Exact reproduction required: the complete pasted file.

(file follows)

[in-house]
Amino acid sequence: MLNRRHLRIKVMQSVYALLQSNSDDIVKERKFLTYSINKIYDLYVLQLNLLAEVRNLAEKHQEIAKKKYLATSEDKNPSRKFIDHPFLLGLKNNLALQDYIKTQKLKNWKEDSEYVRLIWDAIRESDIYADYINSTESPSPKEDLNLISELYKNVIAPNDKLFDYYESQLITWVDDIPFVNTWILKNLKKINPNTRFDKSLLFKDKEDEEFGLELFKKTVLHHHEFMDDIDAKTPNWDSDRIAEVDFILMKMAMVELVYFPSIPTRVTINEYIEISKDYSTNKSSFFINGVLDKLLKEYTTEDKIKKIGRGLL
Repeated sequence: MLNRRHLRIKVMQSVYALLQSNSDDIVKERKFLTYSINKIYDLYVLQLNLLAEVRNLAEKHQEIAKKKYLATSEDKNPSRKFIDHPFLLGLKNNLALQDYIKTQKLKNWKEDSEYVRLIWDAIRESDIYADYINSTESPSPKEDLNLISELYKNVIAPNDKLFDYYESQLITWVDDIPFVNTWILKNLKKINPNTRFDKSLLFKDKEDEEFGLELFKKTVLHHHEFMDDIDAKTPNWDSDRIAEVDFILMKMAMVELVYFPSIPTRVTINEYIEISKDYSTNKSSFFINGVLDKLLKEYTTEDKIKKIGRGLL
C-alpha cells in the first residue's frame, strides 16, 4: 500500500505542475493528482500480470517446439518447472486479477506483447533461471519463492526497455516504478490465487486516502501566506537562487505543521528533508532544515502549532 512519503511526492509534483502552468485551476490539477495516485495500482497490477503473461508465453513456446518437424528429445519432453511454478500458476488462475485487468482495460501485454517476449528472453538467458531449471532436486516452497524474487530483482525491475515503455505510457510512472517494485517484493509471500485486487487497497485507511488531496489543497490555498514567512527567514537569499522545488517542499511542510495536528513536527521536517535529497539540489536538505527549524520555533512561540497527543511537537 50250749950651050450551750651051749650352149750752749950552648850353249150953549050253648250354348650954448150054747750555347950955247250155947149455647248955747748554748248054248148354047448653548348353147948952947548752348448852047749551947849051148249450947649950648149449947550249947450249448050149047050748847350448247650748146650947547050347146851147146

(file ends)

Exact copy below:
[in-house]
Amino acid sequence: MLNRRHLRIKVMQSVYALLQSNSDDIVKERKFLTYSINKIYDLYVLQLNLLAEVRNLAEKHQEIAKKKYLATSEDKNPSRKFIDHPFLLGLKNNLALQDYIKTQKLKNWKEDSEYVRLIWDAIRESDIYADYINSTESPSPKEDLNLISELYKNVIAPNDKLFDYYESQLITWVDDIPFVNTWILKNLKKINPNTRFDKSLLFKDKEDEEFGLELFKKTVLHHHEFMDDIDAKTPNWDSDRIAEVDFILMKMAMVELVYFPSIPTRVTINEYIEISKDYSTNKSSFFINGVLDKLLKEYTTEDKIKKIGRGLL
Repeated sequence: MLNRRHLRIKVMQSVYALLQSNSDDIVKERKFLTYSINKIYDLYVLQLNLLAEVRNLAEKHQEIAKKKYLATSEDKNPSRKFIDHPFLLGLKNNLALQDYIKTQKLKNWKEDSEYVRLIWDAIRESDIYADYINSTESPSPKEDLNLISELYKNVIAPNDKLFDYYESQLITWVDDIPFVNTWILKNLKKINPNTRFDKSLLFKDKEDEEFGLELFKKTVLHHHEFMDDIDAKTPNWDSDRIAEVDFILMKMAMVELVYFPSIPTRVTINEYIEISKDYSTNKSSFFINGVLDKLLKEYTTEDKIKKIGRGLL
C-alpha cells in the first residue's frame, strides 16, 4: 500500500505542475493528482500480470517446439518447472486479477506483447533461471519463492526497455516504478490465487486516502501566506537562487505543521528533508532544515502549532 512519503511526492509534483502552468485551476490539477495516485495500482497490477503473461508465453513456446518437424528429445519432453511454478500458476488462475485487468482495460501485454517476449528472453538467458531449471532436486516452497524474487530483482525491475515503455505510457510512472517494485517484493509471500485486487487497497485507511488531496489543497490555498514567512527567514537569499522545488517542499511542510495536528513536527521536517535529497539540489536538505527549524520555533512561540497527543511537537 50250749950651050450551750651051749650352149750752749950552648850353249150953549050253648250354348650954448150054747750555347950955247250155947149455647248955747748554748248054248148354047448653548348353147948952947548752348448852047749551947849051148249450947649950648149449947550249947450249448050149047050748847350448247650748146650947547050347146851147146